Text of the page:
FEBRUARY 6, 2024

Mathews announces their all-new Bridge-Lock Stabilizer Contingency Program this year, giving both professional archers and amateur competitors the chance to win monetary payouts at ASA, IBO, and NFAA sanctioned events. Hundreds of Pro and Amateur archers will have the opportunity to utilize this program to advance their competitive archery careers.
Galco Holsters is proud to announce winning the 2023 Shoot ON Best Holster Excellence Award for the Concealable™ 2.0 Belt Holster. Galco’s Concealable 2.0 is a thoroughly modern version of the strongside belt holster.
Springfield Armory is proud to announce that the Echelon 9mm pistol has been chosen as NRA Publications’ Shooting Illustrated 2024 Golden Bullseye Handgun of the Year.

Patriot Ordnance Factory Inc. announced that they will be exhibiting at Worldwide Show Spring 2024. The Worldwide Show Spring 2024 will be held in Reno from February 6th to 8th. POF-USA will proudly showcase its latest firearms, accessories, and products offerings, alongside its legacy products, at booth number 783.
Viridian Weapon Technologies will be showcasing an exciting range of new accessories at the Worldwide Buying Group Spring 2024 Show, booth #165, in the Reno-Sparks Convention Center, from February 6 to 8, 2024.
Maxim Defense announced that they will be exhibiting at the Worldwide Spring Trade Show, in booth #1056, from Tuesday, February 6th through Thursday, February 8th 2024 at the Reno Sparks Convention Center in Reno, NV.

Primary Arms Optics announced its attendance at the upcoming World Defense Show, scheduled to take place from 4th to 8th February 2024 in Riyadh, Saudi Arabia. Primary Arms Optics will be at Booth L2.4 and invites attendees to browse their latest optics.
Primary Arms Optics announced its participation in the Worldwide Show Spring 2024, taking place from February 6-8 at the Reno-Sparks Convention Center in Reno, NV. Worldwide members are invited to experience the latest in optical technology at booth #684, where Primary Arms will showcase new products introduced at the Discovery 2024 event.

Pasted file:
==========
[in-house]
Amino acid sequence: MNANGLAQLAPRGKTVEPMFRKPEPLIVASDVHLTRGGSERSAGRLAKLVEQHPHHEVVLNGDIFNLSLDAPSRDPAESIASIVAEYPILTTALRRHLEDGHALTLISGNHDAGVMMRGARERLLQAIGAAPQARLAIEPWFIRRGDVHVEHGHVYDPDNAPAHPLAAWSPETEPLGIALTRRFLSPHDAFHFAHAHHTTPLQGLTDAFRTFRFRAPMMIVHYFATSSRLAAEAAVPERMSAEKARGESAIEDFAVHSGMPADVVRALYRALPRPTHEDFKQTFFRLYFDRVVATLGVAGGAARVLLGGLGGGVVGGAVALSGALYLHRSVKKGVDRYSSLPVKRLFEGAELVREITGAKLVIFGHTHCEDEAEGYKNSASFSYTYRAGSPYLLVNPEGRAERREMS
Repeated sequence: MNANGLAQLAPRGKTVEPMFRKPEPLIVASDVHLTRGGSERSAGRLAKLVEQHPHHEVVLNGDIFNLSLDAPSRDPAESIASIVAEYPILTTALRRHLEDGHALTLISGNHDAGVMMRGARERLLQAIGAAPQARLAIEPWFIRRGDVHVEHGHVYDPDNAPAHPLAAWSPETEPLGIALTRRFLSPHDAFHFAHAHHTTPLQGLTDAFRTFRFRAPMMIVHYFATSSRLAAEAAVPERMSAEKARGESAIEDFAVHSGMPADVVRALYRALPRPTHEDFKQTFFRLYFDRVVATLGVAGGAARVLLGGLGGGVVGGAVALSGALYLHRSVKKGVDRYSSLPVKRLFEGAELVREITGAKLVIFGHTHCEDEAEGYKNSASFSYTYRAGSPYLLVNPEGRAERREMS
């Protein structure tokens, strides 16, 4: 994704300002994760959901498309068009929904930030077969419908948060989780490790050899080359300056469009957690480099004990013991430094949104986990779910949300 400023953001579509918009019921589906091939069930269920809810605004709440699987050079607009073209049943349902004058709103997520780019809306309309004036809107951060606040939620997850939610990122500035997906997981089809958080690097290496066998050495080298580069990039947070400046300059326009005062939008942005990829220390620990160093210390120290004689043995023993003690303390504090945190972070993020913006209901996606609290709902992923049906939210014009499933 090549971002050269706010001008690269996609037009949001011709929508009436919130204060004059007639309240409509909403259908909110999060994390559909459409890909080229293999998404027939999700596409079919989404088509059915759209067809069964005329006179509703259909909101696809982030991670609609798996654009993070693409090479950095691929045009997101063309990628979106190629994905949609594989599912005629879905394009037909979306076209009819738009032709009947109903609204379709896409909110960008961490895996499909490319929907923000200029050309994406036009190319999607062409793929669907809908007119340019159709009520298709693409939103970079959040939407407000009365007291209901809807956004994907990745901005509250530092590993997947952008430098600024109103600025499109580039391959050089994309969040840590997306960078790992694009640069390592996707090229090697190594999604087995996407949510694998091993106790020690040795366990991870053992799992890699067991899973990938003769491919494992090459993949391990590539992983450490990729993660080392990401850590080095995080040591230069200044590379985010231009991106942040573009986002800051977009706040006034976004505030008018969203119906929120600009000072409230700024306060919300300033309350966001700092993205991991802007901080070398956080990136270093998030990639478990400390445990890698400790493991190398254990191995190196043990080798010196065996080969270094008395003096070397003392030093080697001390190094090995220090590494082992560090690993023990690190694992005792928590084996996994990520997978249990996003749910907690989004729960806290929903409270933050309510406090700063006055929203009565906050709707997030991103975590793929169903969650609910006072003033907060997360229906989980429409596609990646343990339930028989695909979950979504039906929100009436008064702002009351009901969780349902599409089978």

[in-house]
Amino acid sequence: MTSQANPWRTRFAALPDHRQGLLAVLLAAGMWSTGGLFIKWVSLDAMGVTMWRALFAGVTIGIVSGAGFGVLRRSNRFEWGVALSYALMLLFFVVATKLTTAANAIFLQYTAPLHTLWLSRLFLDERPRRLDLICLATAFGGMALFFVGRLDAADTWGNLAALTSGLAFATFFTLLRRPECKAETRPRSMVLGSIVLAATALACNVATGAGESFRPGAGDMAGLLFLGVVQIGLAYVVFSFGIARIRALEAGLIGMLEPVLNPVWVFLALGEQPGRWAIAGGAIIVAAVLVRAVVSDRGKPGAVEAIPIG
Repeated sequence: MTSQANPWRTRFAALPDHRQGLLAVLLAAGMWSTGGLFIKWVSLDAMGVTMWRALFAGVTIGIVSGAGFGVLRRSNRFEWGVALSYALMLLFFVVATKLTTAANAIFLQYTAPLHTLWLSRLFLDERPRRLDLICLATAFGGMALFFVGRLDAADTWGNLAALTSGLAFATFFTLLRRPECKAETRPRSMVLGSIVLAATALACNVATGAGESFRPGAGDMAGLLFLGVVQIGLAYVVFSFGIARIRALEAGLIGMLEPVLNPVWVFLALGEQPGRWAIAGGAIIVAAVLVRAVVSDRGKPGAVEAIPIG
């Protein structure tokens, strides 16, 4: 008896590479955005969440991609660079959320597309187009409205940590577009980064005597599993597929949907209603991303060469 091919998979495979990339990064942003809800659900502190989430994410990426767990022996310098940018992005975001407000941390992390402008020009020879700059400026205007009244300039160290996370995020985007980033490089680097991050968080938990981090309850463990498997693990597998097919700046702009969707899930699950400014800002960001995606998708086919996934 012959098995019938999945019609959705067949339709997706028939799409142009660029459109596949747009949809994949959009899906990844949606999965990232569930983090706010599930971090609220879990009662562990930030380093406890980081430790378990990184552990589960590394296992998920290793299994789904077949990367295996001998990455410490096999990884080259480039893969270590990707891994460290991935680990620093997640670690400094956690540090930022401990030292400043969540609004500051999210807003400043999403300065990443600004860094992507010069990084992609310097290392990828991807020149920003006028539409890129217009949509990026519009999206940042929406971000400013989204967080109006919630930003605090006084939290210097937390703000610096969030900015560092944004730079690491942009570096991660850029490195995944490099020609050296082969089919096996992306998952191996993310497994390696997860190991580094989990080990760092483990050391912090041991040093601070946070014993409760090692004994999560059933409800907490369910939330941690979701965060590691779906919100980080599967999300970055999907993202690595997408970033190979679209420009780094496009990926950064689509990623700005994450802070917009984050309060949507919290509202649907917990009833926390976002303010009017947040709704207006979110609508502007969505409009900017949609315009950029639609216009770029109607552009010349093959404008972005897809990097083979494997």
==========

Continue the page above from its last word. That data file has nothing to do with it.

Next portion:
Global Defense announces they will be on hand at two essential industry sales events in February. Global Defense will exhibit at the Nation’s Best Sports 2024 Spring Semi-Annual Market from February 1 to 4 in Fort Worth, and at the AmChar Wholesale Inc. Dealer Trade Expo from February 11 to 12 in Savannah.

Meprolight® will be in Reno, Nevada for the Worldwide Spring Show, running from February 6 - 8. Stop by booth #155 and see for yourself the reasons for the excitement amongst all levels of shooters and buyers, including LE and military.
1791 Outdoor Lifestyle Group announces new models of their popular Revolver Holster, in both open-top (RVH) and thumb-break versions (RVHX).
For the month of February, SIG SAUER continues to celebrate the birthday of the ROSE by SIG SAUER program and will honor the membership of the online ROSE Community with two exciting weekly mystery box giveaways.

Smith & Wesson Brands, Inc. announced that ten of its top retailers across the nation have been recognized as Ambassador Dealers for their outstanding performance in 2023. The Smith & Wesson Ambassador Dealer program recognizes retailers who serve as strong advocates for the Smith & Wesson brand and who continually support the growth of its brand and products.
The January 2024 NSSF-adjusted NICS figure of 1,197,294 is a decrease of 5.6 percent compared to the January 2023 NSSF-adjusted NICS figure of 1,268,236. For comparison, the unadjusted January 2024 FBI NICS figure 2,180,262 reflects a 16.6 percent decrease from the unadjusted FBI NICS figure of 2,612,736 in January 2023. January 2024 marks the 54th month in a row that has exceeded 1 million adjusted background checks in a single month.
Remington Ammunition is proud to announce its iconic Core-Lokt Tipped ammo has received a 2023 HuntLeague Best in Class Award.

Vigilant Gear Holdings is proud to welcome Justin Raney as new Director of Sales for both Primary Weapons Systems (PWS) and Lone Wolf Arms. Justin brings with him 16 years of experience within the firearms industry.
The Hornady family was inducted into the Nebraska Business Hall of Fame at the annual NE Chamber Hall of Fame Banquet on Thursday, February 1, 2024, in Lincoln, Nebraska.
Target Sports USA announced a significant addition to its leadership team: Joe Ionnatta, the new Chief Financial Officer. Joe will play a key role in shaping financial strategy and ensuring the continued success of Target Sports USA.

David Gregory, owner and CEO of Countrywide Sports, is pleased to announce that Chris Means has assumed the role of president where he will be responsible for development and growth of the wholesale division.
WATCHTOWER Firearms announced an exclusive rifle partnership with "The Louder with Crowder" Show hosted on Rumble. This collaboration aligns WATCHTOWER Firearms with one of the leading programs on a platform that champions open dialogue in today's censorious media landscape.